So, in the end, if you want to continue to develop your character and develop your light, we suggest that you find a means, that the means changes as you progress.

And, that’s the whole idea of viniyogaha…which Patanjali mentions in the book…is that we progress.  That we don’t use the same thing for tapas when we were 20, first starting, and that as we go through the cycles of our life it will change.

A little bit of austerity, through your life, is recommended.  For all yogis.  Even if you can afford to indulge every whim.  You should always have a little grain of restraint.  Is what this teaching is about.   There should always be some level of restraint.  Just invite it in.  And, you figure out what that is.  And, by doing so, one develops an appreciation and strengthens your self-discipline.

Tapas in the end becomes something like tejas.  Almost the word of Texas, isn’t it.  Tejas is a kind of luminous quality.  There was a writer who was an Indian sage, his name was Eknath Eswaran, he just died a few years ago.  And, he described tejas this way.  Tejas is the radiant splendor of personality that expresses itself as courage, creativity, love, and a melting tenderness that draws all hearts.

That’s the description of a Yogi.  Someone whose fire is bright.  Someone who has activated this tapas stuff.  So, he (Patanjali) doesn’t tell you what to use.

There are some recommendations about fasting, about pranayama, about asana done in the right way, about your way of life.  It’s no more specific than that, other than we need tapas.  We need some measure of self-discipline.

Second thing this is simple.  Swa means self.  Dhyaya means study.  So, self study.  But, let’s be clear what this means.  Self study means studying your soul.  It doesn’t mean studying your mind.  The beauty of psychotherapy, what it does if it’s working well and someone works it well, is for us to gain insight about our upbringing, the various things in our unconscious that shape our behavior and our thinking.  Our actions, what we’re thinking and what we say comes out of these influences.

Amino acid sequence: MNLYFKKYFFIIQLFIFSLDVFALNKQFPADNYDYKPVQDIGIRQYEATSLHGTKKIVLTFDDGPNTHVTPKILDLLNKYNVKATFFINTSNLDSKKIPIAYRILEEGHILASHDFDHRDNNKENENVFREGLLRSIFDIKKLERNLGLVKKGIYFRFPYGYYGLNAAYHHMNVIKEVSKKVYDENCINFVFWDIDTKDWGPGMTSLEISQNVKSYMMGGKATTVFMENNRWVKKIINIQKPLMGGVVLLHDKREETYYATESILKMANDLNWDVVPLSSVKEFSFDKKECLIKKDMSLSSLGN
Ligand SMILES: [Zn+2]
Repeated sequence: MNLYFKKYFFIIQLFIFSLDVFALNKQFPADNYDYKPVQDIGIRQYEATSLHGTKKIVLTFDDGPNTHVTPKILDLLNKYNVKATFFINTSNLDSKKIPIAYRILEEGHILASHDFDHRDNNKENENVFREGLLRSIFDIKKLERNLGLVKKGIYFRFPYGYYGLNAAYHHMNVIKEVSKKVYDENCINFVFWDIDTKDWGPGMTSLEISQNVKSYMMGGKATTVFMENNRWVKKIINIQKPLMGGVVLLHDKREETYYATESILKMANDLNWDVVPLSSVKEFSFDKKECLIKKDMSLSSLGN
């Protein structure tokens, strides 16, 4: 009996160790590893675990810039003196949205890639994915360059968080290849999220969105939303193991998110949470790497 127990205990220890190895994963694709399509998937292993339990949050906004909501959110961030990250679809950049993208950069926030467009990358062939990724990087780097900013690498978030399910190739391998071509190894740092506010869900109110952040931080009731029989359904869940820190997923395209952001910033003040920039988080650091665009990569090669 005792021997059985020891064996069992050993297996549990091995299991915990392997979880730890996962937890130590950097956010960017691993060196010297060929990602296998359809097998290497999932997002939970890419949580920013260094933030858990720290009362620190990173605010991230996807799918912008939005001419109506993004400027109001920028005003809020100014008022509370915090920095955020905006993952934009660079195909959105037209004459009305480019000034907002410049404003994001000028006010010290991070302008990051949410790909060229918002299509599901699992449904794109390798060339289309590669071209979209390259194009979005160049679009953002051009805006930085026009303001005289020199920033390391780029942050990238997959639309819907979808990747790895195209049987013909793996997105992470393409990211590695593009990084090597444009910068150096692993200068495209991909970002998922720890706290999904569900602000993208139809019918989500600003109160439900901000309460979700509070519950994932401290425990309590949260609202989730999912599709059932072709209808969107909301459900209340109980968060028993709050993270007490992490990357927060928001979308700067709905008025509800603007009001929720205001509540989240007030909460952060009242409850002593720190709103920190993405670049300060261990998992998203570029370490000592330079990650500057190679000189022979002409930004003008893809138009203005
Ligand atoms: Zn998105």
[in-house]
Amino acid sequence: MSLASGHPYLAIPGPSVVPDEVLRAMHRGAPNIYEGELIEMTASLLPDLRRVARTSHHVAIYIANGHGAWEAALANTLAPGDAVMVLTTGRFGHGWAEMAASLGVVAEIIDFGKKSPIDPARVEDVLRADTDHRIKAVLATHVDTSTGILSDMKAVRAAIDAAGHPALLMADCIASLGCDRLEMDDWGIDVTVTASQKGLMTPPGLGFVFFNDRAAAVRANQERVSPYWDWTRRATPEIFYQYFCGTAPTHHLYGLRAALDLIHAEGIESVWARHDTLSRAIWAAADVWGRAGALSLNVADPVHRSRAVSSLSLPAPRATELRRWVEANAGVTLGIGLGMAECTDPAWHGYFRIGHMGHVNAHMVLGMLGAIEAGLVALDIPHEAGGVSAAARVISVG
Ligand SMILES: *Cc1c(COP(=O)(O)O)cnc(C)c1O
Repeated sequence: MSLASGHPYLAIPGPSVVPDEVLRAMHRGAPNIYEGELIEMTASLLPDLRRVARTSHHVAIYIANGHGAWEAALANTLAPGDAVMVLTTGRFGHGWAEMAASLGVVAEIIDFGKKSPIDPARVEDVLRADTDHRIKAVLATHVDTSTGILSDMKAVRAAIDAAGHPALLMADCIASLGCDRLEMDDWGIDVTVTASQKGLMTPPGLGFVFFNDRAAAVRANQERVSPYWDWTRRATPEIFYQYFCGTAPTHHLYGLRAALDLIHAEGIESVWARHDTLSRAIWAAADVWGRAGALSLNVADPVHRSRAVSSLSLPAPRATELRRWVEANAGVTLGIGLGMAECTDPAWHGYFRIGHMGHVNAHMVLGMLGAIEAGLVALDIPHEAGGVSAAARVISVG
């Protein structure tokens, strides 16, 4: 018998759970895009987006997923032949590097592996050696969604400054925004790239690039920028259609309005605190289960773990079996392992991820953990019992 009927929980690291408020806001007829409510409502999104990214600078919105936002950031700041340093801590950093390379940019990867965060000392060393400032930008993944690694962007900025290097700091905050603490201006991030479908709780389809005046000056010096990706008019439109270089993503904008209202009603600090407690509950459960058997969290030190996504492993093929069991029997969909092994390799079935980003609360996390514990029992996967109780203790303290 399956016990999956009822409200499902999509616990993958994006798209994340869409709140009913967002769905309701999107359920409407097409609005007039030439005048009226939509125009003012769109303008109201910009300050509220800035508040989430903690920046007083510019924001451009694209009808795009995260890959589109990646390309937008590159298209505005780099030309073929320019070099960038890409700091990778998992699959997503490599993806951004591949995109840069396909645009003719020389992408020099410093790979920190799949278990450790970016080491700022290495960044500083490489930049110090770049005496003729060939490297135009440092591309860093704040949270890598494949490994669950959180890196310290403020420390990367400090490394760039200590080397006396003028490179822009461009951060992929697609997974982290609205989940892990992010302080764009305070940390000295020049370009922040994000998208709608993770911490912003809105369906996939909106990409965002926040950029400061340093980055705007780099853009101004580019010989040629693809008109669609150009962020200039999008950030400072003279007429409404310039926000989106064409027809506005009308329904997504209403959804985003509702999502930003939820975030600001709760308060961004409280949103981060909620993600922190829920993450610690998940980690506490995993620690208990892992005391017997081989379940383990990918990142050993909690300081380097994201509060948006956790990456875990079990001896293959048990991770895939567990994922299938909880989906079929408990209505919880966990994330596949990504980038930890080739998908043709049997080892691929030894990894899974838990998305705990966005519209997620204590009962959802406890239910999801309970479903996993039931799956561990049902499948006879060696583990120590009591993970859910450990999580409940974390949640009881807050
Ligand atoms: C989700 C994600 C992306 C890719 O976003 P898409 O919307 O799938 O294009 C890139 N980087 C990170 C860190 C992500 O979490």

Psychotherapy is a form of pathology.  It’s about studying where there is disharmony in our lives.  We go to a psychotherapist, normally, when we don’t feel perfect.  What this form of study is, is the study of our soul.   It’s the study of our wholeness.

To view and spend time reflecting on our completeness.  How do you do that?  It’s a short list according to Vyasa.  He says Mantra and the study of the scriptures.  The word and scripture.  That word is said to reveal your highest nature.

So, it’s important what word you pick and what word you use.  It doesn’t have to be a Sanskrit word.  But, a form of meditation.  We’re not going to say a prayer.  Not hoping for something, not doing that kind of prayer, but really through mantra connecting to your wholeness.

Yesterday we talked a little bit about mantra and japa and we mentioned that meditation on a special soul, who has no afflictions, no karma, whose already complete, no worries, no doubts, no inconsistencies, no suffering.  That is how we do mantra.  We pick a mantra associated to that.  And, the other idea of it is scripture.  Study scripture.  In which we see our whole nature reflected.  We see what’s possible.  What’s possible of human achievement.

Finally, the third thing here is Ishwara pranidhana.  So, this means the Presiding Intelligence, the Lord, ruler of the world, all worlds…that’s Ishwara.  And, by the way, Ishwara is a very generic name. It doesn’t say that it can’t be Buddha or Mohamed or Jesus.   It doesn’t say what it is.  Purposely, he used a word that means, simply, that which rules over the universe.  So, pick it.  What’s your version of the Lord.

That’s the beauty of this text.  He never tells you, you gotta study mine, i’s gotta be my God, and the God looks like this or has this name…he never says that.  Ishwara is just a name that is a way of describing that thing that we believe, individually, there is some ruler, there is some organizing principle to this thing.  You pick the form of it.  And, pranidhana…literally means…pran…in this case means food.